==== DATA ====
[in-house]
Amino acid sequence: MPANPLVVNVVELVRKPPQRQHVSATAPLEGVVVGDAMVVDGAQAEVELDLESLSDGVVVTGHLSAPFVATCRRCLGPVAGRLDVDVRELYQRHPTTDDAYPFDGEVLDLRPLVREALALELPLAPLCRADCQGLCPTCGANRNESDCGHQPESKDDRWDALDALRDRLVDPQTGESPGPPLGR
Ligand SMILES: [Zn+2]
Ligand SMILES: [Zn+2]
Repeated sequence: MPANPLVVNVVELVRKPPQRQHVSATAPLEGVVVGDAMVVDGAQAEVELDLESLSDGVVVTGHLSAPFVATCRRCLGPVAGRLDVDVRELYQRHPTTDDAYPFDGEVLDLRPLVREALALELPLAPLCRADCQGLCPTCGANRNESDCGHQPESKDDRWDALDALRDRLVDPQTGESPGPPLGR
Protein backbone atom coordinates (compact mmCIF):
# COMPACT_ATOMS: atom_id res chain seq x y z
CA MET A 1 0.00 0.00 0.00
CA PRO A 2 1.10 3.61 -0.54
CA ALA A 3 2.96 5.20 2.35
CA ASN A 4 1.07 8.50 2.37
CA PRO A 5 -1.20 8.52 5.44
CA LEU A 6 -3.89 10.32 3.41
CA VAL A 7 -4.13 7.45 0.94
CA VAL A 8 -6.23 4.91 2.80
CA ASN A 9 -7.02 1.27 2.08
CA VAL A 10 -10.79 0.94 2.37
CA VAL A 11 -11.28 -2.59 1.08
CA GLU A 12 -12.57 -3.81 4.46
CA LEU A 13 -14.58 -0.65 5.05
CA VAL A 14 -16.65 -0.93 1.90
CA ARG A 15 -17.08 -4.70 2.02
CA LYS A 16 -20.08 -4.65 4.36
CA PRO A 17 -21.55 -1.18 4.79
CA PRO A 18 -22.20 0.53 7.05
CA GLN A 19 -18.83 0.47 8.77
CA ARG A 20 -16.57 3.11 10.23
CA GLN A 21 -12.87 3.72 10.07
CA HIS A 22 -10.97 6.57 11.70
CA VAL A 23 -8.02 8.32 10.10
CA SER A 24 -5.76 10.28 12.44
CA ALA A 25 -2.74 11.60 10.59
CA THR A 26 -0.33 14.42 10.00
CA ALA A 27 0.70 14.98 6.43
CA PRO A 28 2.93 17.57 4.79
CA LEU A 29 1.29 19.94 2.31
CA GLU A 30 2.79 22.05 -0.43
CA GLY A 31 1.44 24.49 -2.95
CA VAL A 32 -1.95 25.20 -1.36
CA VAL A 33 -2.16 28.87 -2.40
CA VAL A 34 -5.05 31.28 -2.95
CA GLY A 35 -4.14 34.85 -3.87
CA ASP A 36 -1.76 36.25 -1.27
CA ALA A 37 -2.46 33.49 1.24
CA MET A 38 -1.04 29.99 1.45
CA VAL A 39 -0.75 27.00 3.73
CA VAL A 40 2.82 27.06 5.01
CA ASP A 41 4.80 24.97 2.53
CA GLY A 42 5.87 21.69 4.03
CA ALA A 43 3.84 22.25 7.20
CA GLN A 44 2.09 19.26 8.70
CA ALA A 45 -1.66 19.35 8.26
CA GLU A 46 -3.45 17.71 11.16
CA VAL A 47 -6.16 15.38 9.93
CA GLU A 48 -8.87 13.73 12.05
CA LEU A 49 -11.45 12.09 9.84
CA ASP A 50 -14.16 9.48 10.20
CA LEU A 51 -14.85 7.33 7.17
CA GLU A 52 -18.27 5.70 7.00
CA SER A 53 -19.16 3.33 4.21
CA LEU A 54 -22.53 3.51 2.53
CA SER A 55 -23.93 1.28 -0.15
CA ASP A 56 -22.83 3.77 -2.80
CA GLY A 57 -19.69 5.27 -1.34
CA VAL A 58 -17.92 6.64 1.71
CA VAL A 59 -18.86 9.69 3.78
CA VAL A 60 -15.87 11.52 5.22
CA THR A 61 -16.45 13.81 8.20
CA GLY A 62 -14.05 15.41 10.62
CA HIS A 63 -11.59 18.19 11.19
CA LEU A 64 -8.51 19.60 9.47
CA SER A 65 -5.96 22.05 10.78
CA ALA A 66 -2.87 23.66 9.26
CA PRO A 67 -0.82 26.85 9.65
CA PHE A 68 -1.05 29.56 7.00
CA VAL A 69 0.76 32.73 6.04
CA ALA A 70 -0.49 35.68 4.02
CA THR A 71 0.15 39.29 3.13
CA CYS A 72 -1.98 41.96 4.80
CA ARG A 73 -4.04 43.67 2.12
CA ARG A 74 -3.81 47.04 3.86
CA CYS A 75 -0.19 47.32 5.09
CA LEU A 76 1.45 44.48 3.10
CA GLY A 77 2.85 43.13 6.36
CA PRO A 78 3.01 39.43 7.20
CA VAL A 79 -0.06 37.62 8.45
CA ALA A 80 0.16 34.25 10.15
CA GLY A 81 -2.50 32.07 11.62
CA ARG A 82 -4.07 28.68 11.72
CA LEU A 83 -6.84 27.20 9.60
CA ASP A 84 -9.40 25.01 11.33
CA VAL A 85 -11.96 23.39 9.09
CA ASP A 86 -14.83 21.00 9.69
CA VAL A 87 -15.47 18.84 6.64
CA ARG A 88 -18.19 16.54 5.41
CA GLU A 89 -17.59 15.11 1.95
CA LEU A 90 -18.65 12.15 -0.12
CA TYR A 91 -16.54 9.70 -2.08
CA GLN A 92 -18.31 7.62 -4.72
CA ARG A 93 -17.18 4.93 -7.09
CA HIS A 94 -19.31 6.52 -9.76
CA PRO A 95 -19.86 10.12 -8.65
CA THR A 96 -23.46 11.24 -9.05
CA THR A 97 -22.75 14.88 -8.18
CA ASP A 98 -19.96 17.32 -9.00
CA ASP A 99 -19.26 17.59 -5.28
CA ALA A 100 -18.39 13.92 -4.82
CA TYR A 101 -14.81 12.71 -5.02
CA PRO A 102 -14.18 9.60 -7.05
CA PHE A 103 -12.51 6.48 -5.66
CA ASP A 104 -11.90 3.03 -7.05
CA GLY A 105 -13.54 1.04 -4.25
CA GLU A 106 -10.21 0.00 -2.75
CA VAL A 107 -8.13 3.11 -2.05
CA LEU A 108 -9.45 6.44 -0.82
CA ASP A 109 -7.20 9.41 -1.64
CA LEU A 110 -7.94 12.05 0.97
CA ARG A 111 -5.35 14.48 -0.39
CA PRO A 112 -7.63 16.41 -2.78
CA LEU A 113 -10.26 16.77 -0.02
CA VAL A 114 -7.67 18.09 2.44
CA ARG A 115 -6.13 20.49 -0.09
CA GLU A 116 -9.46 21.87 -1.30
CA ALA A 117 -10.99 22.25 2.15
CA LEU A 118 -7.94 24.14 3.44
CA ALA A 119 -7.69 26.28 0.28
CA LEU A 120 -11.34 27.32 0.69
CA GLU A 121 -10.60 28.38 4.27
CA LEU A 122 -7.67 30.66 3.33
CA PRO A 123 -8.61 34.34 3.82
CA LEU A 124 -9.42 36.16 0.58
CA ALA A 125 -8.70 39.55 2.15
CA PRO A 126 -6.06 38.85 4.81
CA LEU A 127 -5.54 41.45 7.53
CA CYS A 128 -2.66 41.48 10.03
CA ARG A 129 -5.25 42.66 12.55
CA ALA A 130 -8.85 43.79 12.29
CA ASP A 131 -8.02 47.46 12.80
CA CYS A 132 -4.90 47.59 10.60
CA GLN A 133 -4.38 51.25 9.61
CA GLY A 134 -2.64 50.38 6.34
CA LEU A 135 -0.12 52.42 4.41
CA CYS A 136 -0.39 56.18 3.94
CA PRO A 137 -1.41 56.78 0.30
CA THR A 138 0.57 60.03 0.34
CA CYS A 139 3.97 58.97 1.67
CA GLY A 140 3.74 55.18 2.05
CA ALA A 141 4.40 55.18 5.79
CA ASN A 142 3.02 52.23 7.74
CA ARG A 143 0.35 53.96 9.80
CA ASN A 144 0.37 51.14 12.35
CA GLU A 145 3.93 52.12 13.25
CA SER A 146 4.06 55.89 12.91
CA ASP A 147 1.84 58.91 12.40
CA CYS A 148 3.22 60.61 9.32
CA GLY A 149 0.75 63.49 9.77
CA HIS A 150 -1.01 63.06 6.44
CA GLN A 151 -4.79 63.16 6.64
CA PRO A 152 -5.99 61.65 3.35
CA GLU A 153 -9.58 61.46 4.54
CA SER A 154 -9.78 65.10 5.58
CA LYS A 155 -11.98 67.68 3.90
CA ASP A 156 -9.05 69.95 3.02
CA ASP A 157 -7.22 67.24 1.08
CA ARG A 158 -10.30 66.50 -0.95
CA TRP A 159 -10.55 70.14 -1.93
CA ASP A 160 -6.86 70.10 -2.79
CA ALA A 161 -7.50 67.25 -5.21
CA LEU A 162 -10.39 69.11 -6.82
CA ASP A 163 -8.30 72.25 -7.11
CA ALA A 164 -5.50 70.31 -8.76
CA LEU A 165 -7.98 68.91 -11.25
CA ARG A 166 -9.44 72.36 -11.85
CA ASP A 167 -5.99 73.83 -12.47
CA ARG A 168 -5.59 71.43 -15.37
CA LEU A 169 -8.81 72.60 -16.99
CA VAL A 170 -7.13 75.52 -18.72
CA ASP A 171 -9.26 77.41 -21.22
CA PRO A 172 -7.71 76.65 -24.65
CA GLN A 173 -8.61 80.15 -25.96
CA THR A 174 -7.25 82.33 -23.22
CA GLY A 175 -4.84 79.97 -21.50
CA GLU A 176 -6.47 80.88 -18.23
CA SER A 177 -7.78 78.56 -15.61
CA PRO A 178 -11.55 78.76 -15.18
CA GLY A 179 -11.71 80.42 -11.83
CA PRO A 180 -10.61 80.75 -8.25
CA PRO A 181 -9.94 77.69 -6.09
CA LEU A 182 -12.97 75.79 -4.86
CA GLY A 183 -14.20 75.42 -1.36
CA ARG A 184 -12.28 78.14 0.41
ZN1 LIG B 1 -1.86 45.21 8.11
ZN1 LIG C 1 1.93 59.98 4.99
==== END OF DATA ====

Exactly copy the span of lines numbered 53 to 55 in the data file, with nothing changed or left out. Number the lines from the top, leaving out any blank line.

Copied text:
CA GLU A 46 -3.45 17.71 11.16
CA VAL A 47 -6.16 15.38 9.93
CA GLU A 48 -8.87 13.73 12.05